"Yeah," said Vin. "Good thing, too this is a real damp snow." He stomped his cowboy boots on the floor, leaving miniature drifts on the thick pile floor mats. The subtle colors of the Jag logo grew darker as the moisture soaked into the fine carpet.
Ezra sighed, shifted the car into low gear, and began to slowly maneuver down the street. "Next time, why dont you call Mr. Wilmington?" he asked. "Im sure he has enough unused fast food napkins in the back seat of that landfill he calls a truck to mop up after you." It was a rhetorical question to which he already knew the answer.
Vin laughed. "Hell, Ezra, youre always the last to leave in the mornin you were the only one I could catch at home. Sides, I know Buck left early to pick up JD. That boy aint goin nowhere on that bike of his in weather like this."
Ezra nodded to himself. The car swung wide on a corner and Ezra purposely let the skid go a moment longer than he ordinarily might have, smiling in satisfaction as he watched his passenger reflexively grip the door handle before he brought the Jag back under control. To his chagrin, Vin failed to realize the manuever had been intentional.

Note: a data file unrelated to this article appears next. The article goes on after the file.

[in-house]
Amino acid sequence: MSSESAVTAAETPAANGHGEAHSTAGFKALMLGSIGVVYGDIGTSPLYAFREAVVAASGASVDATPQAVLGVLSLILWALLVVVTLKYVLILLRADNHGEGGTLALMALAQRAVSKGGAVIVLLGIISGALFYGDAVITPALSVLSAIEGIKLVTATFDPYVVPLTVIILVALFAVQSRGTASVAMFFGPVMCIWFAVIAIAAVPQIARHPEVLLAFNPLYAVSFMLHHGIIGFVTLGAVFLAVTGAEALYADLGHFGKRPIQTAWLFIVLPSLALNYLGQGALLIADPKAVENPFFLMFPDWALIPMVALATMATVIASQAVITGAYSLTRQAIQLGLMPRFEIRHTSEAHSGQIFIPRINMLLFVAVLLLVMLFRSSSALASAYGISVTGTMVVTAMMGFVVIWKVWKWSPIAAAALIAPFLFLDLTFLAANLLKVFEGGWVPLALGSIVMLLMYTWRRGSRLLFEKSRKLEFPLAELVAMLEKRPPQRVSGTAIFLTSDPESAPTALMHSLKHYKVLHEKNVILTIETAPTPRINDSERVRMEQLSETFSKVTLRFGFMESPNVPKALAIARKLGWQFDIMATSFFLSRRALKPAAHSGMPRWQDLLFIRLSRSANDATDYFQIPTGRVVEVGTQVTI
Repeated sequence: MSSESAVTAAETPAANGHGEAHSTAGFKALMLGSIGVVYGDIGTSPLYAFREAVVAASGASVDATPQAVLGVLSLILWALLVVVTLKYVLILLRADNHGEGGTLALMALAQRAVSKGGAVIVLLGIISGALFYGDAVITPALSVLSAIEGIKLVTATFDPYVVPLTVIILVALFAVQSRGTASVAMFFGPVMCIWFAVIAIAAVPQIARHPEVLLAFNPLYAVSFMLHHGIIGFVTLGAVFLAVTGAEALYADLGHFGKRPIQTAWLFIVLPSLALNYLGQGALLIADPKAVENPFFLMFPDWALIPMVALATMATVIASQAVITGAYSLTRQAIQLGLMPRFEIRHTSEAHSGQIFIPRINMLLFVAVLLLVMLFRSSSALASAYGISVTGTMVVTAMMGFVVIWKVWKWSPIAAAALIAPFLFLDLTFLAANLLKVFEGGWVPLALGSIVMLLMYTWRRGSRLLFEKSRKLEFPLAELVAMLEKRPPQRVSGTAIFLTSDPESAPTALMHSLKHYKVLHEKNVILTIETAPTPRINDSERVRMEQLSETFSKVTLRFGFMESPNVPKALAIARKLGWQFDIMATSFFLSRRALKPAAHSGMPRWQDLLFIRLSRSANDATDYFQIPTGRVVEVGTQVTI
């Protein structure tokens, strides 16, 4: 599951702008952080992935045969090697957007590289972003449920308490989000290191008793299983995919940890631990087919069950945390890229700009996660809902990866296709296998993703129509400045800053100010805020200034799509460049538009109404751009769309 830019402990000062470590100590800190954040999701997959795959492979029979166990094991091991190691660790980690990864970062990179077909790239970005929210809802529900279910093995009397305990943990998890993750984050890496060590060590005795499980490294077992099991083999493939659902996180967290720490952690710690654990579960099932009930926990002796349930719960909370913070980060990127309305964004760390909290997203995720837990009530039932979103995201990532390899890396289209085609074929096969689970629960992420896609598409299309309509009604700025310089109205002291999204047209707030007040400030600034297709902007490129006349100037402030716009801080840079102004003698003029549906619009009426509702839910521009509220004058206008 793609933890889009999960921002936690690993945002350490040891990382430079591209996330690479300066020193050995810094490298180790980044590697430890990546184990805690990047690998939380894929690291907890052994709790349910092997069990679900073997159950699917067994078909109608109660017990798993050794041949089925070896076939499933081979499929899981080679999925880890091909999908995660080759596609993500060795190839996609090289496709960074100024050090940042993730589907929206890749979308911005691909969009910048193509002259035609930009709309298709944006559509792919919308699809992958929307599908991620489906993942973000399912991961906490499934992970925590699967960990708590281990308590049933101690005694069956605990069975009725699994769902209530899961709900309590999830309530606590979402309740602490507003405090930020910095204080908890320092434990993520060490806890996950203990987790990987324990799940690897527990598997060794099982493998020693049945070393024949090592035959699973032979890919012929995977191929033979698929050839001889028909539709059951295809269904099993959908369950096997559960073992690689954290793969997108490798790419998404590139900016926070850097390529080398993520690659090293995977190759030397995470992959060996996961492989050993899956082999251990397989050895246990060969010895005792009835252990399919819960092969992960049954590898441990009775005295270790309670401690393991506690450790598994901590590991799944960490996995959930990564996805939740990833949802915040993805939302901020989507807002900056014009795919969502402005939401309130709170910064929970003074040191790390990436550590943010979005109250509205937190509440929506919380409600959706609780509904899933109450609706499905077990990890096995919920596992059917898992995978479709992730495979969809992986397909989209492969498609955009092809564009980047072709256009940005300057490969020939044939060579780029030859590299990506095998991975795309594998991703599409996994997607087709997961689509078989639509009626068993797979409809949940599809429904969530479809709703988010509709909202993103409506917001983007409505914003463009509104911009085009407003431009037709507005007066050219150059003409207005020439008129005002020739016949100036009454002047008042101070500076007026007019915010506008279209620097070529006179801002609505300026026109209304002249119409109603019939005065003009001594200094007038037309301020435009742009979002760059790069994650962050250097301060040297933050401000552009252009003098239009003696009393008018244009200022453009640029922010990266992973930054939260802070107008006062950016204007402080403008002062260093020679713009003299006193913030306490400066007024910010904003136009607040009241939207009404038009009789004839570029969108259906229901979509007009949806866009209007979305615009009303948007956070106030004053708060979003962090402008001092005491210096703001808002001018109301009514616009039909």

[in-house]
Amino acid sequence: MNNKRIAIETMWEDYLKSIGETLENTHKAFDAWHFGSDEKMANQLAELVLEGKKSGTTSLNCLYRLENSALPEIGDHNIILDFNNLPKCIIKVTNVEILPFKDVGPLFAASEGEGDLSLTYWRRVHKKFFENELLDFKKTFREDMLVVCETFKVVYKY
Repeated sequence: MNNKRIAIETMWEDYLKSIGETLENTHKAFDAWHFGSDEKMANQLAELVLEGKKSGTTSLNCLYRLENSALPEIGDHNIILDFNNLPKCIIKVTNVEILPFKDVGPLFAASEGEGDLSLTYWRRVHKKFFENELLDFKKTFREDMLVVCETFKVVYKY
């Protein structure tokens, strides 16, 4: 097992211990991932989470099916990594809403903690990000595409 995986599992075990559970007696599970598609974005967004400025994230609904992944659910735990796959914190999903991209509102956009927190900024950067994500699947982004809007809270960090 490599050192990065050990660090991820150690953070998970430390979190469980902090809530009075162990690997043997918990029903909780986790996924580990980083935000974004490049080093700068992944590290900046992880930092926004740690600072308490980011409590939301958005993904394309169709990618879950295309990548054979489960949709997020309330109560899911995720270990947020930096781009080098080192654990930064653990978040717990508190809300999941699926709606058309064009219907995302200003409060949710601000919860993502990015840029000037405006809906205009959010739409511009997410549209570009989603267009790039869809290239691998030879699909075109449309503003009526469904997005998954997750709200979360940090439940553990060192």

"Aint used to drivin in this, bein a southern boy, eh? How come you left Atlanta for Denver, anyway?"
Ezra frowned. Hed never asked Chris Larabee, who scant months ago had recruited him into the ATF team he ramrodded, to keep the circumstances of his departure from Atlantas vice squad confidential. However, something in the team leaders manner had led Ezra to trust that he would. In return, the southerner had totally committed himself to the team and its work, making a conscious effort to shed some of the attitude that had colored his professional successes with reprimands for his conduct. Still, although he liked the other men well enough was actually fiercely loyal to them, Larabee in particular Ezra had kept himself socially distant, rebuffing the advances of his co-workers with a combination of wry humor and polite aloofness. The idea of making small talk about his past with Van Tanner made him extremely uncomfortable.